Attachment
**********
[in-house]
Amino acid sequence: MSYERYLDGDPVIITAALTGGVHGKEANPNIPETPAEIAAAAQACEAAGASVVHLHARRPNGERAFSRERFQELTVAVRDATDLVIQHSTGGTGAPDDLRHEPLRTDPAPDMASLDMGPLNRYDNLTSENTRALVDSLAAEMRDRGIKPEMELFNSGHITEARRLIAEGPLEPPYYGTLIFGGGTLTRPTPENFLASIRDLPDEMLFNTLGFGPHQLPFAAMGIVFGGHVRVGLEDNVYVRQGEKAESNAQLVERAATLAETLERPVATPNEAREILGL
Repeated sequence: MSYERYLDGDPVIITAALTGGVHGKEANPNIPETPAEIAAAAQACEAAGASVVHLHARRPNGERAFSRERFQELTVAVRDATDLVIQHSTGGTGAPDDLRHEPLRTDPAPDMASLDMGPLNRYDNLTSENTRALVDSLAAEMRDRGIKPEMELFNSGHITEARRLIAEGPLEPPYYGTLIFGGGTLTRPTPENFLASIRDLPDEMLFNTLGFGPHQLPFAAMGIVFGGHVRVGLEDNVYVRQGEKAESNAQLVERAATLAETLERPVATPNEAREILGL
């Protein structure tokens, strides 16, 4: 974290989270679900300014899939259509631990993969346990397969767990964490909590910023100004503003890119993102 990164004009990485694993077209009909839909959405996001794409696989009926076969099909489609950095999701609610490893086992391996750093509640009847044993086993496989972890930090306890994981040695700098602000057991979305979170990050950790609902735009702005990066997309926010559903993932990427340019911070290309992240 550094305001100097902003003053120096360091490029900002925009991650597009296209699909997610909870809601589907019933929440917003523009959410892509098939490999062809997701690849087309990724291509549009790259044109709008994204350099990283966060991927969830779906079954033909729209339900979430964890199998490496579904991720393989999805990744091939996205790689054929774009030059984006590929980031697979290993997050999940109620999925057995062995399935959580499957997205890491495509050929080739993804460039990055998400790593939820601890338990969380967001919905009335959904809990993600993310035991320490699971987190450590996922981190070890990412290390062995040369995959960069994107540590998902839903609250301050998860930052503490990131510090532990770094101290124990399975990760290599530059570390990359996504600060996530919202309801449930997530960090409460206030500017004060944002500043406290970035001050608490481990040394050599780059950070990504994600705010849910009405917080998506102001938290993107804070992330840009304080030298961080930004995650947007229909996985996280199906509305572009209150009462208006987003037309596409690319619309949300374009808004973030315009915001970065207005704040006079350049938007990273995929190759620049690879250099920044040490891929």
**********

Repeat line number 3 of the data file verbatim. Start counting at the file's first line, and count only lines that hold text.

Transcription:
Repeated sequence: MSYERYLDGDPVIITAALTGGVHGKEANPNIPETPAEIAAAAQACEAAGASVVHLHARRPNGERAFSRERFQELTVAVRDATDLVIQHSTGGTGAPDDLRHEPLRTDPAPDMASLDMGPLNRYDNLTSENTRALVDSLAAEMRDRGIKPEMELFNSGHITEARRLIAEGPLEPPYYGTLIFGGGTLTRPTPENFLASIRDLPDEMLFNTLGFGPHQLPFAAMGIVFGGHVRVGLEDNVYVRQGEKAESNAQLVERAATLAETLERPVATPNEAREILGL